Sheffield City Council has revealed plans for a clean air zone (CAZ), which will see non Euro-6 HGVs paying a £50 daily charge to access its inner ring road while cars go free. 

The council said its feasibility study suggested that a CAZ was necessary to bring the city’s air quality in line with legal levels by January 2021.

Sheffield City Councillor Jack Scott, cabinet member for development and transport, said: “Air pollution is a major health problem and we know that people across the country including our children are breathing air that is not safe.

“The government is not taking this issue seriously at all. They have completely failed to give local councils the tools and resources we need, whilst forcing us to take the difficult decisions that are now needed because of their inaction.

“We have no desire to charge people but this issue is so serious that we have to take these actions to protect local people and save lives in Sheffield.”

Scott added that the council’s intention was to remove the "most polluting vehicles" from the road rather than simply seeing them pay the daily charge.

In line with other CAZ cities, such as Leeds and Birmingham, the council is therefore seeking funding from the government to support its activities. It will be asking for £40m.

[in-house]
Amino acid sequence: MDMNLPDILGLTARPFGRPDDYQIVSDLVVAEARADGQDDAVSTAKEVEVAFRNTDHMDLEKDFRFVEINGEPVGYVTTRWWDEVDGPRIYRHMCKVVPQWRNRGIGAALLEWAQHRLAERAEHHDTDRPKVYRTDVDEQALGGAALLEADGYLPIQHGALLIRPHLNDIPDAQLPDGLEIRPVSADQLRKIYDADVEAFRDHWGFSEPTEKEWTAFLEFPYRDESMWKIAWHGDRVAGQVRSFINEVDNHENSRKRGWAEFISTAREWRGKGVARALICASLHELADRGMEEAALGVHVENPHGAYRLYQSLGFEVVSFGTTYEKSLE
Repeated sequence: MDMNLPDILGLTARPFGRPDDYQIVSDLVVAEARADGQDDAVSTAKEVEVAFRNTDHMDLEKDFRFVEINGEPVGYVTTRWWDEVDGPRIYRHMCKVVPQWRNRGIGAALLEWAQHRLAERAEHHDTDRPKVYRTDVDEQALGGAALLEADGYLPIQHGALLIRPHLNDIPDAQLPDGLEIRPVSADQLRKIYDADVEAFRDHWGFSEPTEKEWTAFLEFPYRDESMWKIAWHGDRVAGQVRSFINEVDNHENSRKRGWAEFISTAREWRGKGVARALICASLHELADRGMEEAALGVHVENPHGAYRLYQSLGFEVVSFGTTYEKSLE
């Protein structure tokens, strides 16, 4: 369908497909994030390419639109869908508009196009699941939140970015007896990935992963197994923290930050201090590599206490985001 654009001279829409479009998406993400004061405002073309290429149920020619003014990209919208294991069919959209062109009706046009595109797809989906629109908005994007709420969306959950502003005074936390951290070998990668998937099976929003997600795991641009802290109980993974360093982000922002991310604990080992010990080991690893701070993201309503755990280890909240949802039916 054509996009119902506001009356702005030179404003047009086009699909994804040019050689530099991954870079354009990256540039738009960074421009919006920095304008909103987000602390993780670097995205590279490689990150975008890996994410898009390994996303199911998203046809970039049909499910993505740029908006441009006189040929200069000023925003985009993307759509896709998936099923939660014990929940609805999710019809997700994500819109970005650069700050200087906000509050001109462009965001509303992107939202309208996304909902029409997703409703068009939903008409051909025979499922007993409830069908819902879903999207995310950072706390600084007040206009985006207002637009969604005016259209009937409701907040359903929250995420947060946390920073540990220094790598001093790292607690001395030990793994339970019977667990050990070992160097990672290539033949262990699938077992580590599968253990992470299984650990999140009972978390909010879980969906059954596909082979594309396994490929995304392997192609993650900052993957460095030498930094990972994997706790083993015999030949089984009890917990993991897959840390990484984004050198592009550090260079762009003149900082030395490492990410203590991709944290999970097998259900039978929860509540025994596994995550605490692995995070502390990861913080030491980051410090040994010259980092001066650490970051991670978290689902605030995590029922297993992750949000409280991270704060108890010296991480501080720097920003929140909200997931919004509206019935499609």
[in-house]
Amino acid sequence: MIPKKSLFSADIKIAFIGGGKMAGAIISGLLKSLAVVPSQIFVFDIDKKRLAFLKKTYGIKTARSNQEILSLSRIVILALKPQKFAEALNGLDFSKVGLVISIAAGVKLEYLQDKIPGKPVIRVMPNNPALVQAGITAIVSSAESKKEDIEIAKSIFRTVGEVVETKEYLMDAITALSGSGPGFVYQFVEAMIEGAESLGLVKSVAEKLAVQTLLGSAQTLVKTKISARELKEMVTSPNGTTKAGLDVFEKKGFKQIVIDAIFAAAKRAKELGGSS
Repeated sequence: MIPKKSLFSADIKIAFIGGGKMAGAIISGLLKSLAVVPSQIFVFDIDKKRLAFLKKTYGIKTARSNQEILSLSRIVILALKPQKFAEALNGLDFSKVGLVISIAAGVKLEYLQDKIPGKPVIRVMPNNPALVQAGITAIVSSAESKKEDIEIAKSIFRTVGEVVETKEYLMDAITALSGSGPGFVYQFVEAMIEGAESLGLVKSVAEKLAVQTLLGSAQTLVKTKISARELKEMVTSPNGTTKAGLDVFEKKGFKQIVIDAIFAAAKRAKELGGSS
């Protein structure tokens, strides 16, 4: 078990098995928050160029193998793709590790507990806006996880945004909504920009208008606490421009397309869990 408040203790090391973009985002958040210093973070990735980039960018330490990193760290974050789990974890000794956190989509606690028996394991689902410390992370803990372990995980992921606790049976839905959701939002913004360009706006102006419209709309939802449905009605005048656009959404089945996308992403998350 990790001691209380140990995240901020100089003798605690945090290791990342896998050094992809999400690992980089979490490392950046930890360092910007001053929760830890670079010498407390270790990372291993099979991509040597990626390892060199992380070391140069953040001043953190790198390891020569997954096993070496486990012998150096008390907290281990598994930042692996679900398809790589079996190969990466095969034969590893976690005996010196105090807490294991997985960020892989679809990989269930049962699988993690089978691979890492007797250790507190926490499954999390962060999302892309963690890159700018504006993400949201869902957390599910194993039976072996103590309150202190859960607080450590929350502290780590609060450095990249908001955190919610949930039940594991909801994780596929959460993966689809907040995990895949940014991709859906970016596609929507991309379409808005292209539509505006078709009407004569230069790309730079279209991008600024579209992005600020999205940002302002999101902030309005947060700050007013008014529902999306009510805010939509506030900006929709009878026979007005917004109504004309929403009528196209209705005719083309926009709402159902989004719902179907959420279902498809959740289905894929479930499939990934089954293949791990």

“We will be looking for significant government investment not only to help us to implement this new system, but also to give us enough funding to support the people affected to make the changes they need. Without this investment the ambitious plans we are bringing forward cannot be delivered,” said Scott.

The council is set to explore a range of local exemptions and fleet support measures, including possibly low-interest loans.

As well as HGVs, buses, coaches, taxis and vans all face a single, daily charge to enter the proposed ‘category C’ zone. Vans would be required to pay £10 a day to do so. Vehicles will need to be either Euro-6 diesel or Euro-4 petrol to avoid paying a charge.

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The RHA said it was “astounded” by the plans.

Chief executive Richard Burnett said: “Operators of Euro-6 rated HGVs are running the cleanest trucks currently available. However, the council’s proposal not to include private cars in the plan is badly considered – bearing in mind that the NOx emissions of some cars are equal to those produced by HGVs.

“By all means introduce a clean air zone that is in the interests of the environment but make sure that it is a scheme that treats all road users fairly.”

Sheffield, along with neighbouring South Yorkshire city Rotherham, is in the second wave of 23 local authorities mandated by the government to address air quality hotspots.

The first wave of cities comprises Birmingham, Derby, Leeds, Nottingham and Southampton.

Sheffield's CAZ proposals will be voted on at a council meeting on 27 November A public consultation will follow in the new year..